What Makes Up the Microsoft NET Initiative

I've been working with Microsoft and its technologies for many years now. Over the years, I've seen Microsoft introduce all kinds of new technologies and initiatives MS-DOS, Windows, Windows CE, OLE, COM, ActiveX, COM + , Windows DNA, and so on. When I first started hearing about Microsoft's .NET initiative, I was surprised at how solid Microsoft's story seemed to be. It really seemed to me that they had a vision and a plan and that they had rallied the troops to implement the plan. I contrast...

Combining Managed Modules into Assemblies

The CLR doesn't actually work with modules it works with assemblies. An assembly is an abstract concept that can be difficult to grasp initially. First, an assembly is a logical grouping of one or more managed modules or resource files. Second, an assembly is the smallest unit of reuse, security, and versioning. Depending on the choices you make with your compilers or tools, you can produce a single-file or a multifile assembly. In Chapter 2, I'll go over assemblies in great detail, so I don't...

Programming Language Primitive Types

Certain data types are so commonly used that many compilers allow code to manipulate them using simplified syntax. For example, you could allocate an integer using the following syntax System.Int32 a new System.Int32() But I'm sure you'd agree that declaring and initializing an integer using this syntax is rather cumbersome. Fortunately, many compilers (including C ) allow you to use syntax similar to the following instead This syntax certainly makes the code more readable, and, of course, the...

Bind Once Invoke Multiple Times

Type's InvokeMember method gives you access to all a type's members. However, you should be aware that every time you call InvokeMember, it must bind to a particular member and then invoke it. Having the binder select the right member each time you want to invoke a member is time-consuming, and if you do it a lot, your application's performance will suffer. So if you plan on accessing a member frequently, you're better off binding to the desired member once and then accessing that member as...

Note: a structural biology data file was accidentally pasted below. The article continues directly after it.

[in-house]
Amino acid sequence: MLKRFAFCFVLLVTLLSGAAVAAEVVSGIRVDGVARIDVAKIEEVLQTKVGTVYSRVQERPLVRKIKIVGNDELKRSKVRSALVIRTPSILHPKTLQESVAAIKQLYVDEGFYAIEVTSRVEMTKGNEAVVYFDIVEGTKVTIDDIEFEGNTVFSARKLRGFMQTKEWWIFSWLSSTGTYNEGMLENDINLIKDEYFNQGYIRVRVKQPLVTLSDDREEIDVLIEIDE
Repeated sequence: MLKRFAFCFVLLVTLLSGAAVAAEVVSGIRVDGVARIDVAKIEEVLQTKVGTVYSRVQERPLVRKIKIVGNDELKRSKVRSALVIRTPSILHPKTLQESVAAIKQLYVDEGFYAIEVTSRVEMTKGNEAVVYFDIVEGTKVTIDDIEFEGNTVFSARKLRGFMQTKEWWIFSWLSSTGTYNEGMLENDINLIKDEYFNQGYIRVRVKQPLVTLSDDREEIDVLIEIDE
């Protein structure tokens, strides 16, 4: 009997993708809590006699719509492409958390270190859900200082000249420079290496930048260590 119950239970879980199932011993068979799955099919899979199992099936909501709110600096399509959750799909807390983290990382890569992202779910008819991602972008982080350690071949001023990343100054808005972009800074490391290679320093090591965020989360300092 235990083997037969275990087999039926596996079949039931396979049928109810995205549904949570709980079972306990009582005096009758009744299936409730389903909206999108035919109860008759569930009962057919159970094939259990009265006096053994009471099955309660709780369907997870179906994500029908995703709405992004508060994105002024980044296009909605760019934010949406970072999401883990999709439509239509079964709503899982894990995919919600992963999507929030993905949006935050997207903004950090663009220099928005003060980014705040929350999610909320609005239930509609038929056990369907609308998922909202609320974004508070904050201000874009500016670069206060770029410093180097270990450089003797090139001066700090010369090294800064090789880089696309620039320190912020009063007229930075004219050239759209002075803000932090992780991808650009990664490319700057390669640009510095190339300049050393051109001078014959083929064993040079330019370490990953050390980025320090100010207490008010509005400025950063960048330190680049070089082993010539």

Reflecting Over a Types Interfaces

To obtain the set of interfaces that a type inherits, you can call Type's FindInterfaces, GetInterface, or GetInterfaces method. All these methods return Type objects that represent an interface. Note that these methods only check interfaces that the type directly inherits these methods won't return interfaces that an interface inherits. To determine an interface's base interface, you must call one of these methods again using the interface type and so on to walk the interface inheritance tree....

Building an Assembly That References a Strongly Named Assembly

Whenever you build an assembly, the assembly will have references to other strongly named assemblies. This is true if only because System.Object is defined in MSCorLib.dll. However, it's likely that an assembly will reference types in other strongly named assemblies published either by Microsoft, by a third party, or by your own organization. In Chapter 2, I showed you how to use CSC.exe's reference command-line switch to specify the assembly filenames you want to reference. If the filename is...

Lnterfaces and lnheritance

When programming, it's useful to think of an object as being of multiple types because the type of an object describes its capabilities and behavior. For example, you could design a SortedList type that maintains a set of objects in a sorted order. You could add any System.Object-derived type into the SortedList as long as the type supported the ability to compare itself to another type. In a sense, the SortedList would like to accept only types that are derived from a hypothetical...